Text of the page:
UK Banks in FIFA Corruption Quagmire

By Rowan Williams
  • – UK banks to open FIFA corruption review
  • – Schools re-open in Nepal one month on from quakes
  • – China rejects US criticism of South China Sea actions


Internal investigations into corruption at world football body FIFA are to be opened by UK banks Barclays and Standard Chartered. The investigations will seek to uncover if either of the two banks’ services had been used for the purposes of corruption by FIFA officials. Labour Party leadership candidate Andy Burnham today called on England to boycott the 2018 World Cup, and called on the UK Football Association (FA) to take action. FA Chairman Greg Dyke has said that any action taken by the FA must be taken as part of wider action between footballing nations, rather than simply acting alone. Calls for reform at FIFA have grown following the re-election of Sepp Blatter as President, the man who presided over the FIFA during a 24-year corruption scandal that threatens to engulf the organisation.

Schools have begun re-opening in Nepal, one month on from a series of earthquakes that caused devastation across the country. 8,000 schools are known to have been destroyed during the earthquakes that killed 8,000 people. Most rebuilt schools have been temporary structures. Lessons at the schools are reported be centring on group activities rather than formal lessons, to assist in the psychological recovery of pupils following the disaster. The United Nations has made calls for the world to step up aid to Nepal, with more food needed.

China has responded to speculation that it will declare an Air Defence Identification Zone (ADIZ) over the South China Sea, saying that the decision will be based on a security assessment of the region. Tensions have grown following growing American criticism of China’s island-building programme in the region. Washington has expressed concerns that China’s actions will threaten freedom of navigation in the sea, which is a vital channel for global shipping. China on Sunday rejected US concerns, saying that it is exercising its sovereignty through its island-building, and that it would use its outposts to fulfil international responsibilities.

The Papers

The continuing corruption scandal at world football body FIFA continues to make a few headlines. The Sunday Times leads with news that Swiss prosecutors have ‘targeted’ newly re-elected FIFA President Sepp Blatter. UK Football Association President Prince William has called for a “clean-up” of FIFA, the paper reports. The Sunday Telegraph writes in its headline that Prince William has ‘hit out’ at FIFA, telling the organisation to “Play fair and put fans first”. The Observer leads with news that “Ex-Whitehall chief” and former civil service head Lord Kerslake has criticised the government’s right-to-buy housing policy. Lord Kerslake will this week say that the policy “is wrong in principle and practice and will not address the urgent need to build more affordable homes”. The Independent on Sunday leads with news of “Health fears over school cancer jab”. According to a new Freedom of Information Act request, “thousands of girls have suffered serious symptoms” after routine HPV vaccine injections designed to reduce the risk of cervical cancer.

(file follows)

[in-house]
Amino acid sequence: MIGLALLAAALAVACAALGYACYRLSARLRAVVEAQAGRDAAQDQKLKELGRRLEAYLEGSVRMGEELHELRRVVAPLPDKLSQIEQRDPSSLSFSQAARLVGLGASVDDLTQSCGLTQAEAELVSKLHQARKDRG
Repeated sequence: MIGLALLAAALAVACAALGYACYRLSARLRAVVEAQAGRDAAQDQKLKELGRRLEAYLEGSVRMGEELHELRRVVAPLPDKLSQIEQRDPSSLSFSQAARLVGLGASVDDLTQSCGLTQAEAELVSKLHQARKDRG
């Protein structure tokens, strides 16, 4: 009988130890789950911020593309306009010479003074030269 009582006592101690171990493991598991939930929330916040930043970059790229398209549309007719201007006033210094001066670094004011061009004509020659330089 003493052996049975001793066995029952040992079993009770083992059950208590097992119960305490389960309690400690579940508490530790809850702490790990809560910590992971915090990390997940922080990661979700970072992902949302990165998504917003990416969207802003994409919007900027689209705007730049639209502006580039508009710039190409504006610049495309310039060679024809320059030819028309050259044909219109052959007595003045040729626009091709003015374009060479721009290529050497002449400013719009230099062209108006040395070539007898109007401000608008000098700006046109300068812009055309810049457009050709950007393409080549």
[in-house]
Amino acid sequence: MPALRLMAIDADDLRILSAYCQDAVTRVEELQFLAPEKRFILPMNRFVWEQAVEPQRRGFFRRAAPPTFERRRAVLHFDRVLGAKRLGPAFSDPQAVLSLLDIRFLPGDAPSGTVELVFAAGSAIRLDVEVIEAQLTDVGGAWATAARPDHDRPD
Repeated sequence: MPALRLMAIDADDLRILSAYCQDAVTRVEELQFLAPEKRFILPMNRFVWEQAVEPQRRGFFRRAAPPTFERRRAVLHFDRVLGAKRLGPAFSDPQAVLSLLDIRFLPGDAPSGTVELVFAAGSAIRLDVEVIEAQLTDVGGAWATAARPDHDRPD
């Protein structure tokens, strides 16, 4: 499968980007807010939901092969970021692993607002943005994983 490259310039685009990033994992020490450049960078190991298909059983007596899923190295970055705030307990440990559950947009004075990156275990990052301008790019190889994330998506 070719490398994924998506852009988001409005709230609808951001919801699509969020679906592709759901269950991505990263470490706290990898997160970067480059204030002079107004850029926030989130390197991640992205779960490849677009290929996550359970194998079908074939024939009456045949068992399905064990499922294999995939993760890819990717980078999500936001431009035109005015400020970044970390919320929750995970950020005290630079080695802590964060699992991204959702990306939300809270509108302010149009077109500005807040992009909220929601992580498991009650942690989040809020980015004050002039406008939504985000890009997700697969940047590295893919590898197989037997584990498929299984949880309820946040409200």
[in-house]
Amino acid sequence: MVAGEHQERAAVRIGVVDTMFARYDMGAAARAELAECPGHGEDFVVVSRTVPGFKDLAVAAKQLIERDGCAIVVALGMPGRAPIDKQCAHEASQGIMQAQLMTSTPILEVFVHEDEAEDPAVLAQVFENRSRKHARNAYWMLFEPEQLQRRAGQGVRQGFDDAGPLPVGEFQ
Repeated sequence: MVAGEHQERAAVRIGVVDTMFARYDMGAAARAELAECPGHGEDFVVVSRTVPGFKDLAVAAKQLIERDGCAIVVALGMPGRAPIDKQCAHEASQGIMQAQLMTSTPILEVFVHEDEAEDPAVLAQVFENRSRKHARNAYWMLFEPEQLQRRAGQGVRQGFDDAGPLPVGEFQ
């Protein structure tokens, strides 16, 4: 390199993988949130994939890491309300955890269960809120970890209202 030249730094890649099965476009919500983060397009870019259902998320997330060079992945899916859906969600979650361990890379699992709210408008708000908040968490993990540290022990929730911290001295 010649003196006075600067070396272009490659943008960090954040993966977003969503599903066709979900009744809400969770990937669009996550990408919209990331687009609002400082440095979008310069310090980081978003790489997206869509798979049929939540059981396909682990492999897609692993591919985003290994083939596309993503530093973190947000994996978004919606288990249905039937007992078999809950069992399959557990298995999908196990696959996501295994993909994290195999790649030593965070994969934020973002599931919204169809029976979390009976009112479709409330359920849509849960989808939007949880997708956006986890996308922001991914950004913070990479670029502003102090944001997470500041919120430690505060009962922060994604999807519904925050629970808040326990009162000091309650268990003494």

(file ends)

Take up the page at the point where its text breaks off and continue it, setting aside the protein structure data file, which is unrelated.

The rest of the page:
British Media on China

On the South China Sea: South China Sea tensions continue to receive coverage from the UK media. The BBC reports that the US has called for a “land reclamation ‘halt’” in the South China Sea, and includes video coverage with its piece. Criticism from US Defence Secretary Ash Carter is “some of the toughest” seen from the US on the dispute, the BBC writes. The Independent reports that America has issued a “strong warning” to China over its island building programme. The Daily Telegraph’s agency piece reports that China has rejected criticism of its actions from Washington. The Guardian features a piece reporting that Australia has called on nations involved in the dispute to sign a “code of conduct”.

Share this to:

© 2015 富中传媒 Foremost 4 Media. All Rights Reserved. Designed by M&A Digital Media.